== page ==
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Coveted Crustaceans: Baja’s Shrimp and Lobster Seasons

Coveted Crustaceans: Baja’s Shrimp and Lobster Seasons

If I were asked to pick any one type of cuisine that is characteristic of coastal Mexico and Baja California, it would probably have to be some kind of preparation of fresh, tasty local seafood.

Baja's Shrimp and Lobster Seasons

The abalone is a large, univalve mollusk that has become a favorite of seafood gourmets around the globe.

The waters surrounding Baja are particularly rich with such oceanic treasures, many of which command high prices in the international marketplace.  One of these, the abalone, can only be found in a few places on the globe, and commercial operations in and around Isla Cedros on Baja’s central Pacific coast are responsible for covering a good portion of the worldwide demand for this popular univalve mollusk. Sea urchins and various species of small sea snail also constitute a solid percentage of the region’s annual seafood production for export. A typical Puerto Nuevo lobster dinner generally includes the main course, and all the rice, beans, tortillas and salsa you can eat.

Baja's Shrimp and Lobster Seasons

A typical Puerto Nuevo lobster dinner generally includes the main course, and all the rice, beans, tortillas and salsa you can eat.

But for many, it is the vision of a big, charcoal grilled spiny lobster split in half and served with plenty of melted butter, or perhaps a pile of large, succulent gulf shrimp prepared al mojo de ajo that really whets their appetite. Happily, Baja California is a premier producer of both of these highly coveted crustaceans.

Baja's Shrimp and Lobster Seasons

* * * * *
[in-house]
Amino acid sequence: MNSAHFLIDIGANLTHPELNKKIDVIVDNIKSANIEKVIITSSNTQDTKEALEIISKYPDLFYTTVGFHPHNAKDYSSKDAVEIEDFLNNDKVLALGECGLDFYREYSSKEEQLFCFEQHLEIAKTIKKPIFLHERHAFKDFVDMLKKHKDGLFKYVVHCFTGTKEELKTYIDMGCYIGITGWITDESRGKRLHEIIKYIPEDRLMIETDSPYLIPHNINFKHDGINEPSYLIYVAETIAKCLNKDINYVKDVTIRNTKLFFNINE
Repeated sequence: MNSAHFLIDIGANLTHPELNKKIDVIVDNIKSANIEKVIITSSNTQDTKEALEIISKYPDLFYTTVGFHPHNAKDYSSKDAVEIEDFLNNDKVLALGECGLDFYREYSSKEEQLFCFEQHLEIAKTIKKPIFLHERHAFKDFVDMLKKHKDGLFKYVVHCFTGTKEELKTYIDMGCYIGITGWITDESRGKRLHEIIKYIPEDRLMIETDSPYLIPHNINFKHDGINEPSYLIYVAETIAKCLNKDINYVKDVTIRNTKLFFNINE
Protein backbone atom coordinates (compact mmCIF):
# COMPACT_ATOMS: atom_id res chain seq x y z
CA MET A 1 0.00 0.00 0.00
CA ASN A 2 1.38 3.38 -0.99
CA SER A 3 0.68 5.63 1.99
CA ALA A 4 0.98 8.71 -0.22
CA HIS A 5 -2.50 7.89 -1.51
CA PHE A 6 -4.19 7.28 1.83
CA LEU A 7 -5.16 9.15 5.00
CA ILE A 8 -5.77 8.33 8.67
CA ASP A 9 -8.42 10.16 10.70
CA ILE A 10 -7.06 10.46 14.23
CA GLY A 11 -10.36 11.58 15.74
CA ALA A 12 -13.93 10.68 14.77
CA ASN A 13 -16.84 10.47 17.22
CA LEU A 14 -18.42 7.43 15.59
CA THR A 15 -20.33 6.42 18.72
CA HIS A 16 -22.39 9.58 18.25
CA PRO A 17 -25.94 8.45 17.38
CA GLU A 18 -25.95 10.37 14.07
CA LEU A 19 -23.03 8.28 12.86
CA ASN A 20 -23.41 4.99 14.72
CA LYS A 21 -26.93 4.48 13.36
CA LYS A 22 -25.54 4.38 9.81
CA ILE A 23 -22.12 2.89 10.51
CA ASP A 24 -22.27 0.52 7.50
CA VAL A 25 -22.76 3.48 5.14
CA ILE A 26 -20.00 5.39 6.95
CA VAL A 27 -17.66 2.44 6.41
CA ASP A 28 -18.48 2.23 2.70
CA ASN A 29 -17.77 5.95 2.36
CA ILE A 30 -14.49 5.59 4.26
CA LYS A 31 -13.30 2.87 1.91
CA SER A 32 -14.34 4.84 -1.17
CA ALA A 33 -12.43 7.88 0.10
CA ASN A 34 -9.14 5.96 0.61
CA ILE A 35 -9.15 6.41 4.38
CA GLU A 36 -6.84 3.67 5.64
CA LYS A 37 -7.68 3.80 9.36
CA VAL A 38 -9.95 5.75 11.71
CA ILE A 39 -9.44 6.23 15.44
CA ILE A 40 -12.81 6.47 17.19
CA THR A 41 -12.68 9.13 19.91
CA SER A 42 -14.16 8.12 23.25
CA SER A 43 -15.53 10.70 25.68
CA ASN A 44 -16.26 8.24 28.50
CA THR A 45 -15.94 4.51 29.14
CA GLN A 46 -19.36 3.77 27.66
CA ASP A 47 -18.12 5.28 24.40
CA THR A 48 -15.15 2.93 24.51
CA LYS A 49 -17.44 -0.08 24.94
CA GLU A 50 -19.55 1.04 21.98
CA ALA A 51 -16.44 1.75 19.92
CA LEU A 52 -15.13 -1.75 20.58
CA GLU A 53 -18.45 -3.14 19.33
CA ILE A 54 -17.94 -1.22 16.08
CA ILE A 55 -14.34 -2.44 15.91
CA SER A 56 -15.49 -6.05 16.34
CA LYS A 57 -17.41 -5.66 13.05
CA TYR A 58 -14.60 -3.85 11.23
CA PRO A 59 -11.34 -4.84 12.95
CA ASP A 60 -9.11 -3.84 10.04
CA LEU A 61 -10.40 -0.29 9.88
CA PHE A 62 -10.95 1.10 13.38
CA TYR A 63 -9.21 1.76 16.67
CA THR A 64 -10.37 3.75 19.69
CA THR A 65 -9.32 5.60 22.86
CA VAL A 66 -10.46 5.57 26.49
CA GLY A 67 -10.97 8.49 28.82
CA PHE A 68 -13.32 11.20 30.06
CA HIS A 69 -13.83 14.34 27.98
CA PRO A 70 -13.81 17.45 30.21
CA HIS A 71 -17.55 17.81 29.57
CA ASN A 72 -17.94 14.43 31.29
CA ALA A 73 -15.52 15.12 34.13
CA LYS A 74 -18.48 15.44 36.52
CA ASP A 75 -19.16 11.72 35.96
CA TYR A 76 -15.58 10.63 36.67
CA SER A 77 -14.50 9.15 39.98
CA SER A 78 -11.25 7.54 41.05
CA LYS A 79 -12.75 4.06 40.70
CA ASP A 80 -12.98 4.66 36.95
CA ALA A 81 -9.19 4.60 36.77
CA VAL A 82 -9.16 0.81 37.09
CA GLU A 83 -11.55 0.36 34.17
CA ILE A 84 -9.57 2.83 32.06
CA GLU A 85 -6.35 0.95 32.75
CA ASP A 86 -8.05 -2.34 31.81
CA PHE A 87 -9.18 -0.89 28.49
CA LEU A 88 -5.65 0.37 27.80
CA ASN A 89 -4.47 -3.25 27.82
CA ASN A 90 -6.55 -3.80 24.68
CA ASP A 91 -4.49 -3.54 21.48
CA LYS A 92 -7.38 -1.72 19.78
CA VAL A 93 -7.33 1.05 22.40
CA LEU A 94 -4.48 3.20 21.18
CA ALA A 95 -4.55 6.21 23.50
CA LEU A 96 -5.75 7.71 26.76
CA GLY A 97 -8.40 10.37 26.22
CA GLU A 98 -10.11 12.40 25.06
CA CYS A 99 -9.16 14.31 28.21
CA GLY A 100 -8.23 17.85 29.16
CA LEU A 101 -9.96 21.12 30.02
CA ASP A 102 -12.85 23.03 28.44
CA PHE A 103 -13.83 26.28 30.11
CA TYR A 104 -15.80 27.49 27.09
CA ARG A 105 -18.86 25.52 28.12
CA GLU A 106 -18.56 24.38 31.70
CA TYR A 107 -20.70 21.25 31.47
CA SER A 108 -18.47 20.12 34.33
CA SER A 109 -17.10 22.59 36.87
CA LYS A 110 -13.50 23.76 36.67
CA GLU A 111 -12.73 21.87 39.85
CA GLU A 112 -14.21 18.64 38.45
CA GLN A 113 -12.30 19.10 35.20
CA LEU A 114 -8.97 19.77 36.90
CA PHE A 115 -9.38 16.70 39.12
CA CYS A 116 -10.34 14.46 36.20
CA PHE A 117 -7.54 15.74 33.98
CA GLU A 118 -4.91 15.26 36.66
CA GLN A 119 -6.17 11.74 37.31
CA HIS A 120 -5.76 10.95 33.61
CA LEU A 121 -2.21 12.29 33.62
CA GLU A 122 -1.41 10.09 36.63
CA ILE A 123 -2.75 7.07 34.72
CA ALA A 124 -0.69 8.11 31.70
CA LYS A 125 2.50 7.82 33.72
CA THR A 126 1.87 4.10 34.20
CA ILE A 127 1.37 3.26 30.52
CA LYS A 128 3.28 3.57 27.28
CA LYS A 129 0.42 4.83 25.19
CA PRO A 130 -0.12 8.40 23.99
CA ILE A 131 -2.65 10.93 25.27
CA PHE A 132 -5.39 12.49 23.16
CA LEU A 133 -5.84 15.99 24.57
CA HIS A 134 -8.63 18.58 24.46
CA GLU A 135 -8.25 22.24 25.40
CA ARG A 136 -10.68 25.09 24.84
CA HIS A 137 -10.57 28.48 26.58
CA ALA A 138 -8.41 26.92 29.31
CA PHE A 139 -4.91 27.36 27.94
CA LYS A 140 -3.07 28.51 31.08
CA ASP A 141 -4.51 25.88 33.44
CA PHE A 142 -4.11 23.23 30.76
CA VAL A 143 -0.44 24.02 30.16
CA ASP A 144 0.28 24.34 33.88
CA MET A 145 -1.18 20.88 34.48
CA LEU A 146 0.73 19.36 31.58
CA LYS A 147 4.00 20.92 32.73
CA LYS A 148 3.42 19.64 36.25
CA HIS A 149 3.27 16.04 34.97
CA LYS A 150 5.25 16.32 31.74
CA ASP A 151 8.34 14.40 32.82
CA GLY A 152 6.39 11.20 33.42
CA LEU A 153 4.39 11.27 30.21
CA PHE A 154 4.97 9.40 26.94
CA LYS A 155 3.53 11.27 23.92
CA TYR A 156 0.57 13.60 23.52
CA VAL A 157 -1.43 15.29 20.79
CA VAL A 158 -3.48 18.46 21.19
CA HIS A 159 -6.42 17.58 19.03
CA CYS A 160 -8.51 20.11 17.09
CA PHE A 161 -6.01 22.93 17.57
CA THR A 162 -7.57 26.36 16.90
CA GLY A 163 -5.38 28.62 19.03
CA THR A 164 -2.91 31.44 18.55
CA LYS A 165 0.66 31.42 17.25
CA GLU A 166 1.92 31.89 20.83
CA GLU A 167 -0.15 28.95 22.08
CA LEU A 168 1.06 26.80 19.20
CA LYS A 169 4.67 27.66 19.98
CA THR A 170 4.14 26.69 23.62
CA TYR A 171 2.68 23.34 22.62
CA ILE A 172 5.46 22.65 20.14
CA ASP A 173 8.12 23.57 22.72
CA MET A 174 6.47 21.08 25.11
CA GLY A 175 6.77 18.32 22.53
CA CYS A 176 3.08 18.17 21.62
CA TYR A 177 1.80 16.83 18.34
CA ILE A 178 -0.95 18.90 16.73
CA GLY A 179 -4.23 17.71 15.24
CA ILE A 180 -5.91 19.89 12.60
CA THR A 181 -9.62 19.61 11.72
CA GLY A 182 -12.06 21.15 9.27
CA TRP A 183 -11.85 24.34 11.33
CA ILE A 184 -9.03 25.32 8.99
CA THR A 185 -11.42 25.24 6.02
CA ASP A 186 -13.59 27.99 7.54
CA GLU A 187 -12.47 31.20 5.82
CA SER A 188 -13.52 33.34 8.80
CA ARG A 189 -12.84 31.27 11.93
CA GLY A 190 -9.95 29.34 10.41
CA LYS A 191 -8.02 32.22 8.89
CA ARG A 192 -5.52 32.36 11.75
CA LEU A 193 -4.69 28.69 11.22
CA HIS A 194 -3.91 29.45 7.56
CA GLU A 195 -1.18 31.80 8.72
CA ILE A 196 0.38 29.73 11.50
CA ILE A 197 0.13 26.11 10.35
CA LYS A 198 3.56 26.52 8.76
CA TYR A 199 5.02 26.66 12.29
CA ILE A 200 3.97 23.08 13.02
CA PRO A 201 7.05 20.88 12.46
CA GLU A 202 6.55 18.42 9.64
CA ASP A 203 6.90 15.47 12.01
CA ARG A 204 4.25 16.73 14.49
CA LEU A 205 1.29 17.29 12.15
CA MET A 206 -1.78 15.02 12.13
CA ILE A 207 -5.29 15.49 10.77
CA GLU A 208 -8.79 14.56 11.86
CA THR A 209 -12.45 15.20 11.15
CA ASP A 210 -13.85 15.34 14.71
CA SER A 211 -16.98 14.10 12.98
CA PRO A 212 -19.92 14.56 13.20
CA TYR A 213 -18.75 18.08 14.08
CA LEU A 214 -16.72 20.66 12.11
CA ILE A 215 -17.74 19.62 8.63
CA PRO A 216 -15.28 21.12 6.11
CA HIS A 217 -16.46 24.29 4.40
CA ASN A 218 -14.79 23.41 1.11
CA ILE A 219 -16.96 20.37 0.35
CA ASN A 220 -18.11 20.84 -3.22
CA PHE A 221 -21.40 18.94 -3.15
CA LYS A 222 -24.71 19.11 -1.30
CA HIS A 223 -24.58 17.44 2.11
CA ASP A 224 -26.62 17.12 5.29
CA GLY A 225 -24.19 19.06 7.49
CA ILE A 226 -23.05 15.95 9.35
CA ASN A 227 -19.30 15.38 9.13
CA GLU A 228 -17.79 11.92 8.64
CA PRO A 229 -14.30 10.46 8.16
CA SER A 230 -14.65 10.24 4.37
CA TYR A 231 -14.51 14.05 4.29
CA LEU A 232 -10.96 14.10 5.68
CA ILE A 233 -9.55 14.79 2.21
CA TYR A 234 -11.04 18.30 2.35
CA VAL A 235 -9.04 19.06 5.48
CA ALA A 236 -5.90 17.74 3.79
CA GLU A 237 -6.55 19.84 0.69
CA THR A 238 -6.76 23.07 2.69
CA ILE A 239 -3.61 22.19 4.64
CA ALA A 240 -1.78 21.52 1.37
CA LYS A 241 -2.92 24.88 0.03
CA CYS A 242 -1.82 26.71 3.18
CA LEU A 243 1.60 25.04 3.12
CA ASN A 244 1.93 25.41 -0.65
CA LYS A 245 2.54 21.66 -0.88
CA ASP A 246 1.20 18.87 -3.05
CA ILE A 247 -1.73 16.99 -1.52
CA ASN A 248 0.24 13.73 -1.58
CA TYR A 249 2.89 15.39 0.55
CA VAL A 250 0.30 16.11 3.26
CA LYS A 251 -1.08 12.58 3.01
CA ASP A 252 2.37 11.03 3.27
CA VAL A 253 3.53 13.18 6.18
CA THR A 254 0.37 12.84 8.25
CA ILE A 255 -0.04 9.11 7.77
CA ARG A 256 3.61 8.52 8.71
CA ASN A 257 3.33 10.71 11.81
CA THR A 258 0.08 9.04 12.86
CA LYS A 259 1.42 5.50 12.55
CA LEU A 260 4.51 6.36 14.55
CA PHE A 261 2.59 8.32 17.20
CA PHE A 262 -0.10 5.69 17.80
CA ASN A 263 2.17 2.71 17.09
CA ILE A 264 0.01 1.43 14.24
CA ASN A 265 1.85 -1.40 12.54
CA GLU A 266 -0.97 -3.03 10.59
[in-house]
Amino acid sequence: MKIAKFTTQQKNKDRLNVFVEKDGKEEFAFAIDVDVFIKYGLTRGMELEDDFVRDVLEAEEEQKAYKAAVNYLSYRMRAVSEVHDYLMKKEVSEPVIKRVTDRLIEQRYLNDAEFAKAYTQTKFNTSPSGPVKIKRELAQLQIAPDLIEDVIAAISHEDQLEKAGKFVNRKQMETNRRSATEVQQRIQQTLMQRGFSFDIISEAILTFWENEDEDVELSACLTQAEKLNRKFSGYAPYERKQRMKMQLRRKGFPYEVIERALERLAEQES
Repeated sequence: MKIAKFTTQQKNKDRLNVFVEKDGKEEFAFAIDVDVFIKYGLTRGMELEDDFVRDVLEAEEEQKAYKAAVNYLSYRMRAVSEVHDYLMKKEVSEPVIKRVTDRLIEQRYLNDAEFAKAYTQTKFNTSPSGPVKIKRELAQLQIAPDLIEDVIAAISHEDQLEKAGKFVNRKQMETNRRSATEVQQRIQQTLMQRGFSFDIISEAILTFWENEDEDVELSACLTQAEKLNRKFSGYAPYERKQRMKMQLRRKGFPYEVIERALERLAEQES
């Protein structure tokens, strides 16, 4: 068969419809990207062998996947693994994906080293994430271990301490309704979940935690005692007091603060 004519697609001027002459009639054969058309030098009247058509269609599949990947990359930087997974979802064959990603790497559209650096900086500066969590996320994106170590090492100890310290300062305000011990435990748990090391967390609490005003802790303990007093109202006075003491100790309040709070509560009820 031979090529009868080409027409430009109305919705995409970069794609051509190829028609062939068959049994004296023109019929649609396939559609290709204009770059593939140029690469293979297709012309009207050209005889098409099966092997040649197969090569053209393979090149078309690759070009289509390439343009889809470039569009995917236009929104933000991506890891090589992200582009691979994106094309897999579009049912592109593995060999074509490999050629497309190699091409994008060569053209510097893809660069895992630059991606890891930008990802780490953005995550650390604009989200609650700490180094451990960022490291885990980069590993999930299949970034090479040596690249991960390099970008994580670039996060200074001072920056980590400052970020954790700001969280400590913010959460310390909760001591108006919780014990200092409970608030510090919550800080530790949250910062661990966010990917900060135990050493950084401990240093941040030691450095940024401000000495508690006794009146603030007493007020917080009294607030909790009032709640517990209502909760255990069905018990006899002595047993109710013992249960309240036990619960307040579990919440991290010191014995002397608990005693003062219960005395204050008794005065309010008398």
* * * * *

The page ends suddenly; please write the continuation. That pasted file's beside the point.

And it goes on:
The Baja spiny lobster is a highly coveted crustacean.

The rugged and often rocky Pacific coast between the International Border and Bahia Magdalena offer a near perfect venue for the California spiny lobster.  A substantial number of residents of small coastal towns south of Ensenada are involved in the commercial lobster industry, which is the only way that lobster can legally be taken in Mexico, as opposed to southern California and Florida, U.S. states which allow the spiny lobster to be a seasonally available to sport anglers.

Baja's Shrimp and Lobster Seasons

The small seaside poblado of Puerto Nuevo on Baja Norte’s Pacific coast has become famous for offering countless visitors their first taste of Baja lobster.

For many decades, one of Baja’s most popular destinations for lobster lovers has been the small, seaside poblado known as Puerto Nuevo. Located only a few miles south of Rosarito Beach, it is readily available to tourists and day trippers from north of the border who are in search of a quick, yet exotic getaway. In the early 1950’s it was basically just another community of local fishermen, until a few local families began opening up their casas to hungry travelers with a hankering for their deliciously sweet local lobster. Ortega’s, one of the originals, is still around today along with a couple others who have all grown into popular restaurants that now intersperse the rows of small shops that festoon the narrow byways. Lobster is always available, but if you want a truly local product you must visit during lobster season, which starts at the beginning of October and extends until the end of February.